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N2 - BACKGROUND. Long term intravenous access is a common requirement for cancer patients. This analysis was designed to determine device-related morbidity and factors predictive of poor long term outcome for patients with subcutaneous single lumen intravenous access ports. METHODS. Six hundred eighty patients who underwent subcutaneous intravenous port placement between June 1987 and May 1989 at Memorial Sloan-Kettering Cancer Center were followed prospectively until port removal, death, or a maximum of 1960 days. Indications for and circumstances of placement, patient diagnoses, patient demographics, and subsequent courses of treatment were recorded, as well as technical and microbiologic device-related complications. Total, device specific, and complication free device durations were calculated. RESULTS. The median patient age was 52.4 years (range, 1.6-83.9 years). The female- to-male ratio was 1.5 to 1. Cancer diagnoses included solid organ tumors (84%), leukemia (4%), lymphoma (11%), and others (1%). Indications included access for systemic chemotherapy (98%), total parenteral nutrition (0.5%), and others (1.5%). One insertion complication and six insertion failures occurred, without mortality. The estimated mean overall actuarial device specific duration was 1191 days (range, 2-1960 days). Actuarial mean complication free, device specific duration was 952 days. Complications included sepsis (n = 31; 4.4%), site infection (n = 31; 4.4%), and accessibility failures such as thrombosis and leakage (n = 40, 5.7%). Reasons for end of port duration were patient death (72.4%), end of treatment (13.5%), functional failure or intractable infection (11.2%), and others (2.9%). Independent factors correlating with decreased port specific, complication free duration included placement site, age, tumor type, and catheter tip position. CONCLUSIONS. Subcutaneous intravenous access ports in cancer patients are safe and well tolerated. Long term device duration is primarily influenced by patient survival. In this study, 90% of patients alive at 1 year and 70% of patients alive at 4 years had a functional port.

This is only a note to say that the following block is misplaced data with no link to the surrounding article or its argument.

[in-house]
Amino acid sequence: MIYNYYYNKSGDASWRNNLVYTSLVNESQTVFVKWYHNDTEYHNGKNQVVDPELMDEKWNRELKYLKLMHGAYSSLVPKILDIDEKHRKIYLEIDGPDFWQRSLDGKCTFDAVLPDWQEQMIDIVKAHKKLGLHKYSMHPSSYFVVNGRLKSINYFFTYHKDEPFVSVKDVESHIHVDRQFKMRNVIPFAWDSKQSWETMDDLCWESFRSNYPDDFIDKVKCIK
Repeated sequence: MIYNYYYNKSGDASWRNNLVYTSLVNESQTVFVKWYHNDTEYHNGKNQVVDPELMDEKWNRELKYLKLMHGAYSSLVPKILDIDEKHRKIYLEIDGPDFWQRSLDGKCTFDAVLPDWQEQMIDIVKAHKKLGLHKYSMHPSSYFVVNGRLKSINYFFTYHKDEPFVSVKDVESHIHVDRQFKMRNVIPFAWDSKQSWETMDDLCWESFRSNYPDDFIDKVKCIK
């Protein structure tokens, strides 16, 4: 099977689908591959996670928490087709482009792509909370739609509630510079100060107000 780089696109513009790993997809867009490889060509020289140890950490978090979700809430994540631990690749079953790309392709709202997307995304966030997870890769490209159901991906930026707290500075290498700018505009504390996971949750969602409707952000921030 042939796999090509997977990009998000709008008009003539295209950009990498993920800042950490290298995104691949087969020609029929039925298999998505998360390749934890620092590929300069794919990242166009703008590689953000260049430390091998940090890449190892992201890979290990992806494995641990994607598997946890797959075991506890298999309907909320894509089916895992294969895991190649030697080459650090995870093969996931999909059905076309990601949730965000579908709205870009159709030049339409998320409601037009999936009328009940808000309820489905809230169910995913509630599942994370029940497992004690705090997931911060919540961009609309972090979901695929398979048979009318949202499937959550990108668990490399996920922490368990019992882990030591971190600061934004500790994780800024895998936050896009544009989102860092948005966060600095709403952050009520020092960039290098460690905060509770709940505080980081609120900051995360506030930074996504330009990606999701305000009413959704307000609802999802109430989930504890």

AB - BACKGROUND. Long term intravenous access is a common requirement for cancer patients. This analysis was designed to determine device-related morbidity and factors predictive of poor long term outcome for patients with subcutaneous single lumen intravenous access ports. METHODS. Six hundred eighty patients who underwent subcutaneous intravenous port placement between June 1987 and May 1989 at Memorial Sloan-Kettering Cancer Center were followed prospectively until port removal, death, or a maximum of 1960 days. Indications for and circumstances of placement, patient diagnoses, patient demographics, and subsequent courses of treatment were recorded, as well as technical and microbiologic device-related complications. Total, device specific, and complication free device durations were calculated. RESULTS. The median patient age was 52.4 years (range, 1.6-83.9 years). The female- to-male ratio was 1.5 to 1. Cancer diagnoses included solid organ tumors (84%), leukemia (4%), lymphoma (11%), and others (1%). Indications included access for systemic chemotherapy (98%), total parenteral nutrition (0.5%), and others (1.5%). One insertion complication and six insertion failures occurred, without mortality. The estimated mean overall actuarial device specific duration was 1191 days (range, 2-1960 days). Actuarial mean complication free, device specific duration was 952 days. Complications included sepsis (n = 31; 4.4%), site infection (n = 31; 4.4%), and accessibility failures such as thrombosis and leakage (n = 40, 5.7%). Reasons for end of port duration were patient death (72.4%), end of treatment (13.5%), functional failure or intractable infection (11.2%), and others (2.9%). Independent factors correlating with decreased port specific, complication free duration included placement site, age, tumor type, and catheter tip position. CONCLUSIONS. Subcutaneous intravenous access ports in cancer patients are safe and well tolerated. Long term device duration is primarily influenced by patient survival. In this study, 90% of patients alive at 1 year and 70% of patients alive at 4 years had a functional port.

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KW - line infection

KW - subcutaneous ports

KW - surgical access